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Mariah Carey called on God to help her ”Fly Like A Bird” above the fray of a hostile world on the closing track to her last album, 2005’s The Emancipation of Mimi. As successful as it was — the 38-year-old’s biggest since 1995’s Daydream — it obviously didn’t quite do the trick.
Three years later, Carey is still grounded, and still trying to take flight. This time around, she makes her point a bit more literal. On the cover of her new album E=MC2, Carey wears what appears to be an oversized feather boa. Maybe she thinks donning an extravagant plumage will help her soar?
And take a look at that cover image again: notice anything? Like the title itself, Carey’s pose on the cover of her second album since her self-labeled emancipation — the silver lining to her very public meltdown seven years ago — is derivative of the one from 2005, or her first emancipation proclamation. You can always aim higher, but why mess with a winning formula? If the wing ain’t broken….
So any way you calculate it, E=MC2 is every bit a sequel to The Emancipation of Mimi, in true Hollywood-blockbuster fashion. It features most of the same characters and themes and plot points, shaking things up as little as possible — just enough to keep the story fresh, but not enough to make it better or even as good as the original.
Carey has altered the formula somewhat with E=MC2, her 11th studio album in an 18-year career. For one, she’s dropped her pseudonym, Mimi, and become a more explicitly religious Mariah Carey, or ”MC.” She acknowledges God and references the Bible at several lyrical turns, and she quotes Isaiah 12:5 in the liner notes, making plain her mission: ”Sing to the lord for he has done glorious things.” She also opens up a bit more publicly about her past relationships, most notably revealing that she’s still smarting from her first marriage, the one to her former label executive Tommy Mottola that ended 11 years ago. She calls that marriage a ”private hell” on ”Side Effects.” ”I finally built up the strength to walk away,” she sings. She doesn’t ”regret it, but I still live with the side effects,” which she goes on to explain include nightmares and being a bit emotionally unavailable and insecure. As uncharacteristically revealing as the lyrics are from a songwriter who generally offers less-specific observations, the song itself is a bit too edgy and stark to inspire playback.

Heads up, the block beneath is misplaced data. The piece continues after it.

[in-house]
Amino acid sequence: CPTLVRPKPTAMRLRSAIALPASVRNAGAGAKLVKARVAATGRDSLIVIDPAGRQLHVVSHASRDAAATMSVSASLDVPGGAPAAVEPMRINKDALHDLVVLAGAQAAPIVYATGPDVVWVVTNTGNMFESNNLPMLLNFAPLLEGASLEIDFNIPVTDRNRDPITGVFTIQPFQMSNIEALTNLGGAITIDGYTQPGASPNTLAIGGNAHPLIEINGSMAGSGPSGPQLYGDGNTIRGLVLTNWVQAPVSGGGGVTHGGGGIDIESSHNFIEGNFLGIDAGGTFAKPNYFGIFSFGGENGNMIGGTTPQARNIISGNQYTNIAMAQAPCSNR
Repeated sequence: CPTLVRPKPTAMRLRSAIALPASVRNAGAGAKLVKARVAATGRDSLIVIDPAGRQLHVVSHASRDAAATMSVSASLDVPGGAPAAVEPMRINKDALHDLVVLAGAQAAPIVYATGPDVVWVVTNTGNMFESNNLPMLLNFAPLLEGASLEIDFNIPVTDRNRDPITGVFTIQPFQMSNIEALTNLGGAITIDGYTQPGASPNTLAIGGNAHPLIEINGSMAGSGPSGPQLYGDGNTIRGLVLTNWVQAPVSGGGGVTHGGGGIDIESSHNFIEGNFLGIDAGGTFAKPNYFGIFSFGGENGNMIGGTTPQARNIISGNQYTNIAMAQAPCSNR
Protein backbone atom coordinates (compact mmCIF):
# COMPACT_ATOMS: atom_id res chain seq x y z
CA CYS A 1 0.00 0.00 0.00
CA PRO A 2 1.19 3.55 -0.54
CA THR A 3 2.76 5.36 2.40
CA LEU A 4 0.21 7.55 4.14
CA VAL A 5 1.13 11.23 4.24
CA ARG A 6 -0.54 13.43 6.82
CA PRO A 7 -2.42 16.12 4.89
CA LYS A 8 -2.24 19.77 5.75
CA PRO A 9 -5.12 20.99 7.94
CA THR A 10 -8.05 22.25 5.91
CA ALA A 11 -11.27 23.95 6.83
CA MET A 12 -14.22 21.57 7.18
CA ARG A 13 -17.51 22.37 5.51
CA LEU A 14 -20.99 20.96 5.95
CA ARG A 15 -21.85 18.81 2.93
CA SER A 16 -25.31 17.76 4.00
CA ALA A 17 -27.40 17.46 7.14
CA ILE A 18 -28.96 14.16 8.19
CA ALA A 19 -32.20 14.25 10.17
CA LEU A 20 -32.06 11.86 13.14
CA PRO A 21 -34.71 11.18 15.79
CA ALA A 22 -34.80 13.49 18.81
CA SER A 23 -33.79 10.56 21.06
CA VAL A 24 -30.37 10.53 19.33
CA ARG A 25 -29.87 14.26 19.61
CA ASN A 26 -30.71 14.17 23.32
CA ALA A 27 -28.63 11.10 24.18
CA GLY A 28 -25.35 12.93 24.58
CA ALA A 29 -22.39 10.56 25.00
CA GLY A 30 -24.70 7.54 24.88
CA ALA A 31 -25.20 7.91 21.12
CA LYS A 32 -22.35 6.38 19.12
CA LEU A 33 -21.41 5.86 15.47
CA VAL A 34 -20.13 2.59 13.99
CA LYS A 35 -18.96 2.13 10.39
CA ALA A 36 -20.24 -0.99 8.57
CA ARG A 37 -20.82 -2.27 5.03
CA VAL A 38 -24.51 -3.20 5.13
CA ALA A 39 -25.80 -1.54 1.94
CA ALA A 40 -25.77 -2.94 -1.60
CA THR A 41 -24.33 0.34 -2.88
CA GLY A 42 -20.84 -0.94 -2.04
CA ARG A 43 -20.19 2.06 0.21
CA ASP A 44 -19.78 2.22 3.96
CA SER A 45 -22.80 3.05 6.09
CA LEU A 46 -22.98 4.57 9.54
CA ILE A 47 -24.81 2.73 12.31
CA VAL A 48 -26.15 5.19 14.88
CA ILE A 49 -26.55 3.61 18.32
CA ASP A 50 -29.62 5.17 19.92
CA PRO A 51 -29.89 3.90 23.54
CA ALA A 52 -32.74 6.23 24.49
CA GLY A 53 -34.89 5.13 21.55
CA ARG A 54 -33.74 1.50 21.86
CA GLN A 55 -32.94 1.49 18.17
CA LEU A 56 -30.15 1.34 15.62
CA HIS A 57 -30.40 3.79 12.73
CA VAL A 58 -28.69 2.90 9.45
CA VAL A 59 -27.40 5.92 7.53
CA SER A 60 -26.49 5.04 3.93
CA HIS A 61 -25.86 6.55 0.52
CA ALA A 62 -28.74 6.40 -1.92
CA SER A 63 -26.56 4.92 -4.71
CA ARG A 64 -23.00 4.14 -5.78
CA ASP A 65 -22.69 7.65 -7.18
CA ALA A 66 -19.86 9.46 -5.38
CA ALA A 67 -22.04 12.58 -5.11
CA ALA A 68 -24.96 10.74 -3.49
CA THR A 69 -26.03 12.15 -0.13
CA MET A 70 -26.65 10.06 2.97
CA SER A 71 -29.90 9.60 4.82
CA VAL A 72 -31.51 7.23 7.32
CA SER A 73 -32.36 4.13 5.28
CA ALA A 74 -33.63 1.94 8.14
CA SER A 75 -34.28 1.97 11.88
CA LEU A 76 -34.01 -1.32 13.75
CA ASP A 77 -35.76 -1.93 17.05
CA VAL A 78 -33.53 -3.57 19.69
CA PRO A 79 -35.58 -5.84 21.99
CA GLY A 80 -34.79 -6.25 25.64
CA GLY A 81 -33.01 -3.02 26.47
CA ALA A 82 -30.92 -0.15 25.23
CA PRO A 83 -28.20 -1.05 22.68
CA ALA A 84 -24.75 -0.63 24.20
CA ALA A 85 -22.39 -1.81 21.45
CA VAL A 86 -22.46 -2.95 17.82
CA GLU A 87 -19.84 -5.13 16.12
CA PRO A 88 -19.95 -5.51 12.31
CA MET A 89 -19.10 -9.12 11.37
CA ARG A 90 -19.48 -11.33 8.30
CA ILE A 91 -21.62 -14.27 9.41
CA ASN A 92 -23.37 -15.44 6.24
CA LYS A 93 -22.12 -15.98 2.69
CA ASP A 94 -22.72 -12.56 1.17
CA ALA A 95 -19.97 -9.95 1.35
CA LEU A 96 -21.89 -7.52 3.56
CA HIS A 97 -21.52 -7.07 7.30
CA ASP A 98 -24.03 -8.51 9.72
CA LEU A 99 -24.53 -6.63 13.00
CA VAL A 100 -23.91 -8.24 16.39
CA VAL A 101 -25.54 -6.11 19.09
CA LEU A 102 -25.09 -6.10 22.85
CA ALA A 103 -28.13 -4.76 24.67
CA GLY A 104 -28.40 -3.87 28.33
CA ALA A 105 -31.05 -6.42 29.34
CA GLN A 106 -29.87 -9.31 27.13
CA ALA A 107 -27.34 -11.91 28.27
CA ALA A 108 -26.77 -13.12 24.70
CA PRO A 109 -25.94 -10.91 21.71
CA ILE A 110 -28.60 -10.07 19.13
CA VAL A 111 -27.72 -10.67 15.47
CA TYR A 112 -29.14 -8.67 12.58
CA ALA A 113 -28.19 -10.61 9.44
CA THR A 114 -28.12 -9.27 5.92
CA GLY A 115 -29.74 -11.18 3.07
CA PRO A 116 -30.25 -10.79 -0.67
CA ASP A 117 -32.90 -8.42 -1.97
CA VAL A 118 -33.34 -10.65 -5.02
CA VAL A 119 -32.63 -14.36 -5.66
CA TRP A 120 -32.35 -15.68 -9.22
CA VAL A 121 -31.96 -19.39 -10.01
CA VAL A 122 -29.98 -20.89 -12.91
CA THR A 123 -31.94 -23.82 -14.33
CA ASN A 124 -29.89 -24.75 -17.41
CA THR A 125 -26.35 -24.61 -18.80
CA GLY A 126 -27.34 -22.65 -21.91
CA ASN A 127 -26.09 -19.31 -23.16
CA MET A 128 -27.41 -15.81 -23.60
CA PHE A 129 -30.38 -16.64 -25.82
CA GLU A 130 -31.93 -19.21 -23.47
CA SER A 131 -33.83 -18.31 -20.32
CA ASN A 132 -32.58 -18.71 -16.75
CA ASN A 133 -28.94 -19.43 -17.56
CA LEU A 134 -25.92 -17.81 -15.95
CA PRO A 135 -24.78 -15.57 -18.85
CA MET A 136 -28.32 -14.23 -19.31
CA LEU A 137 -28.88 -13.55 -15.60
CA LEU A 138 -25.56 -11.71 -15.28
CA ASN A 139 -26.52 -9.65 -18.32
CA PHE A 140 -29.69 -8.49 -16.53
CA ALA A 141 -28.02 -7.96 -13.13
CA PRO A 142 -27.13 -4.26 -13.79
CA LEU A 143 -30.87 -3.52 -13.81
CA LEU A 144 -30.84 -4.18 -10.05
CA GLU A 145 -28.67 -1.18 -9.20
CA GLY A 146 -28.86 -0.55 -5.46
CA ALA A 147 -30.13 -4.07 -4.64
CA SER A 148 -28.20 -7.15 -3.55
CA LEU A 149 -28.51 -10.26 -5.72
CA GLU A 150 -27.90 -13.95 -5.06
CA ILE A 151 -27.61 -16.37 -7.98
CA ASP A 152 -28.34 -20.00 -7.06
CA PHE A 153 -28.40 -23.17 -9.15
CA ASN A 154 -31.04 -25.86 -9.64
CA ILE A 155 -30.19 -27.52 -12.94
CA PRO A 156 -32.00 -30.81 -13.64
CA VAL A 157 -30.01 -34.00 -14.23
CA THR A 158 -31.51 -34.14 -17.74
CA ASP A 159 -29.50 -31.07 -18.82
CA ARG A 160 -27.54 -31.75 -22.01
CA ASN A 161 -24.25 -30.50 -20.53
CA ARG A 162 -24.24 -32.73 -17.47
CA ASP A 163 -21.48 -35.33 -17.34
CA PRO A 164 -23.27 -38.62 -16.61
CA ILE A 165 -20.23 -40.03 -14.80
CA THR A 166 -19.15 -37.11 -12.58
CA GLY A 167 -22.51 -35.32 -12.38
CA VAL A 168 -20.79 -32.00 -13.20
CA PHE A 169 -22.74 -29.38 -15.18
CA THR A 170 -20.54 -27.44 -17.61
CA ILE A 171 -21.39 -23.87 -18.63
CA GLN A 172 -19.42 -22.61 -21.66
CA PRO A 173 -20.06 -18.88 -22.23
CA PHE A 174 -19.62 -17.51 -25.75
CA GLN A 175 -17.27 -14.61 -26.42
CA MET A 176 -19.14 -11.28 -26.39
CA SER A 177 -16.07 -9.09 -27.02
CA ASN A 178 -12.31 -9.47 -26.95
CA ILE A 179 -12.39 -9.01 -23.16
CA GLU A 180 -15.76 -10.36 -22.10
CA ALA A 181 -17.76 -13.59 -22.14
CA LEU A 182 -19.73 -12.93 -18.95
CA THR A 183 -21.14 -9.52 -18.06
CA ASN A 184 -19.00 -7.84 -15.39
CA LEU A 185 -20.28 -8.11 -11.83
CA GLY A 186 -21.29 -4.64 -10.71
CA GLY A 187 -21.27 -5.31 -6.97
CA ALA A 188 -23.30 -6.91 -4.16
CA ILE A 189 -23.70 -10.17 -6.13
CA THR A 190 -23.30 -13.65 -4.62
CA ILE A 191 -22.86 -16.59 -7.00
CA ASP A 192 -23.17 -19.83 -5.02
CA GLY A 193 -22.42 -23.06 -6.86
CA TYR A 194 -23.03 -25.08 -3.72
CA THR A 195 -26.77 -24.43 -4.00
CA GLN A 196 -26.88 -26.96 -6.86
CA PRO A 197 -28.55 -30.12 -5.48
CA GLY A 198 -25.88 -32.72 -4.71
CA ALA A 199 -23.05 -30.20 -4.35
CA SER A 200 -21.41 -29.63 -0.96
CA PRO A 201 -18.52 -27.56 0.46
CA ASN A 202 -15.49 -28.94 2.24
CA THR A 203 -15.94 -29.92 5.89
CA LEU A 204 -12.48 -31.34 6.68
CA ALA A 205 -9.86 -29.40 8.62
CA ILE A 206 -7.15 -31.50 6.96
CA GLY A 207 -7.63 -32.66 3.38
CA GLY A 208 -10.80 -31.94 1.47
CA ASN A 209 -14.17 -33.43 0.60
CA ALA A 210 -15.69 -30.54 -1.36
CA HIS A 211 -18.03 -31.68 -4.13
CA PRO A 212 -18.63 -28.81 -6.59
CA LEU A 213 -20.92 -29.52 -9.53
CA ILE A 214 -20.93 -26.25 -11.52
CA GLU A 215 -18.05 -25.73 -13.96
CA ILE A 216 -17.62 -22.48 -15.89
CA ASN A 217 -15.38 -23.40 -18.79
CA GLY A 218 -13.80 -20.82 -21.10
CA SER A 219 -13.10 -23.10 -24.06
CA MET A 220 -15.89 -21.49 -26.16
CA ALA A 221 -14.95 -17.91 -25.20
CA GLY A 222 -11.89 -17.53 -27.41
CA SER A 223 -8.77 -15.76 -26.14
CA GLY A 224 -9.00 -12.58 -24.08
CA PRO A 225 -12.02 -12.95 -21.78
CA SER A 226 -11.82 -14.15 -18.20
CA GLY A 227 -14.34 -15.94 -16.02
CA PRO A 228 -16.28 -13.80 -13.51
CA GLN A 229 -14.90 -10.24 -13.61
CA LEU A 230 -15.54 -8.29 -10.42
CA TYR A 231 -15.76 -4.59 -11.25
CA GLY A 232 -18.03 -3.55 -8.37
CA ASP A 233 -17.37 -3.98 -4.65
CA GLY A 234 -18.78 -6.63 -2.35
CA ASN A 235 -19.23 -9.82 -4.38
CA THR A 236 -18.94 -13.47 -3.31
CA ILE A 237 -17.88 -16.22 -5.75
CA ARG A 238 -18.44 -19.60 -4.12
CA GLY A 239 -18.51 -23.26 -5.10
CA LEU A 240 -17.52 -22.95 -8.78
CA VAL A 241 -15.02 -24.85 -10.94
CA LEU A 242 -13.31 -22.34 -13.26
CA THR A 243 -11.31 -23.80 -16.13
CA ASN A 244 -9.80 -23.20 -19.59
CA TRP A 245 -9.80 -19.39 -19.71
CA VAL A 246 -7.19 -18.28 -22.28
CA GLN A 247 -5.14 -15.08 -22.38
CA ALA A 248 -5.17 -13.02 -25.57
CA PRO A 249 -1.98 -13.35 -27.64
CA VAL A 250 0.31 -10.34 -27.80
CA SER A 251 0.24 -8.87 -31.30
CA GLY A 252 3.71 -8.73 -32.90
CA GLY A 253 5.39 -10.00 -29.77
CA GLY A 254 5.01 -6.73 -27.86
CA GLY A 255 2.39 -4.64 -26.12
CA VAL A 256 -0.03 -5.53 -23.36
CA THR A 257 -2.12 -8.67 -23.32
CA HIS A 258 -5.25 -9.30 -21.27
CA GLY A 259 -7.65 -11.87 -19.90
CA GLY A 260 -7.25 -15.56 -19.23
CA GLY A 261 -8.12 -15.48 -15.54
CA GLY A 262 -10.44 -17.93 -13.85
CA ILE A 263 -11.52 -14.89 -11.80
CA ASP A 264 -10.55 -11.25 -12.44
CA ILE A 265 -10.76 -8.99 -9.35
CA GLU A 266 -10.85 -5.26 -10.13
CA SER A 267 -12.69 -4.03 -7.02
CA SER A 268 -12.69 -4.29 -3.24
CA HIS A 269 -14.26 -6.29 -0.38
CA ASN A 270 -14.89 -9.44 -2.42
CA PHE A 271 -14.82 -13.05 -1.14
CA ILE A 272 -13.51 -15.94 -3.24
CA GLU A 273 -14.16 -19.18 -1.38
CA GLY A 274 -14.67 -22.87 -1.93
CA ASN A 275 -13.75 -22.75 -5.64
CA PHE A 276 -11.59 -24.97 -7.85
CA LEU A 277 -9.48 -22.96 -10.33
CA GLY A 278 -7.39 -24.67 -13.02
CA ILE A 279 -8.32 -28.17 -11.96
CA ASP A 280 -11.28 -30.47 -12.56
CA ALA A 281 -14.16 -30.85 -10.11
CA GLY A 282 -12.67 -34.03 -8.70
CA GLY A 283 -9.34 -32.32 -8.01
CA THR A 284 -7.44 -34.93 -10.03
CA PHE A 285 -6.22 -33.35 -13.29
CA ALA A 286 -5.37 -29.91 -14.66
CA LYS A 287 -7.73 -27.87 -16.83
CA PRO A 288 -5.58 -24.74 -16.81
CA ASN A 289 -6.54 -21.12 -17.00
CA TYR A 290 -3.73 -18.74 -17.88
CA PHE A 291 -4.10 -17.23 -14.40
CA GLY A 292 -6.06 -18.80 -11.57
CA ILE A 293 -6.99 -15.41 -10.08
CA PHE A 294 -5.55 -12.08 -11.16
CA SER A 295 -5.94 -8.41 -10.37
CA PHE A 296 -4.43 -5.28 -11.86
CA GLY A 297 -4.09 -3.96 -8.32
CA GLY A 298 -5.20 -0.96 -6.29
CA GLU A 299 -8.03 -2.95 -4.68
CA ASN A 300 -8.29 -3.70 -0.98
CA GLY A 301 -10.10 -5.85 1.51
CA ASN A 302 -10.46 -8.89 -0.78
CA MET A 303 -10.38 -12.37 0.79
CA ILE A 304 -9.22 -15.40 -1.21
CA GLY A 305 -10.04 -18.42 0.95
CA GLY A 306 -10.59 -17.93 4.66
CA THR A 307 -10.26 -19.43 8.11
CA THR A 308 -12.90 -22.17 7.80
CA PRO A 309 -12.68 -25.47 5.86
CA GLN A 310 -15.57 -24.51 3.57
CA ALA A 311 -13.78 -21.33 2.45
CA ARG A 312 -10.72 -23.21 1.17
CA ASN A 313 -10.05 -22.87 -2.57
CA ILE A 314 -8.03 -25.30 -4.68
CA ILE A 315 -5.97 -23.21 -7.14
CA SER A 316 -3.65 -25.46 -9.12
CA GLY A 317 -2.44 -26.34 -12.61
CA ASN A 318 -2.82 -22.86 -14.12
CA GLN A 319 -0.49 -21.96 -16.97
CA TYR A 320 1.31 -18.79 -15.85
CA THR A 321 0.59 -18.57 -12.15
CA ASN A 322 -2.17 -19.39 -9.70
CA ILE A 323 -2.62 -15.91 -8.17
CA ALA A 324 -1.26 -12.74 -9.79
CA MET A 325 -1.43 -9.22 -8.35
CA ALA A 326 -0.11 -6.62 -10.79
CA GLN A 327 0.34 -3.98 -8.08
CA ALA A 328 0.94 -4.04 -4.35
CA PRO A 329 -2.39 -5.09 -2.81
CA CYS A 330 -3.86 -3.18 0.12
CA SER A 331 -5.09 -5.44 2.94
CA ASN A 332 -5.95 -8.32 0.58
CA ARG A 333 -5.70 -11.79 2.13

Carey is on more solid ground when she sticks to the original script. On the album’s opening track, Carey works with Timbaland production protÃ©gÃ© Nate ”Danja” Hills to try to coin another new expression, this time a new way to express the signature activity at a club, to move. ”Migrate” is the term they offer on the same-named track, though they also mean it in nearly the same sense as last go-round’s ”Shake It Off”: moving on from someone. If you don’t have ”that swag I like,” Carey sings to a wannabe suitor, ”migrate…bye.” The song itself is actually creepy in sound — not quite as menacing as many of today’s typical hip-hop club bangers, but definitely enough to make you pick up the pace, or even consider making a move to leave.
Carey’s lyrics on ”Migrate” stray into shallow, even shameless, territory, especially when Carey brags about her VIP status and the envy it generates. This lyrical technique is one of several moves Carey has made in recent years to incorporate hip hop and hip-hop attitude into her brand of R&B. Another is her penchant to stuff stanzas with twice as many words, or even more, as before. She sometimes sings her lyrics in rapid-fire fashion, or even mixes up the vocal tempo in unpredictable ways, showing off her dexterity, as good as many of the best rappers. On the appealingly angry ”Thanx 4 Nothin’,” Carey casually tosses off some lyrics, then bitterly stresses others. ”I didn’t want to face the truth, that I was only being used, and you were just frontin’, ah boy, thanks 4 nothin’,” she sings.
But it’s not just hip hop that Carey stirs into her R&B stock to add some fresh spice. There’s also up-tempo urban music, especially that from two and three decades ago. The Norwegian producers, Stargate, sampled Michael Jackson for one of their co-productions with Carey, just as they famously did for Rihanna’s ”Don’t Stop The Music.” This time out, they trot out ”Off the Wall” on ”I’m That Chick,” which may also remind you of a typical song from little sister Janet, with its sweet, mid-tempo saunter and equally sweet lyrics.
The album ends with the gospel-flavored piano ballad ”I Wish You Well,” which sends you out on a quiet note of wistfulness, with lyrics about turning to God for help. But if he can’t help you fly, well, at least through Carey, he can help you migrate.
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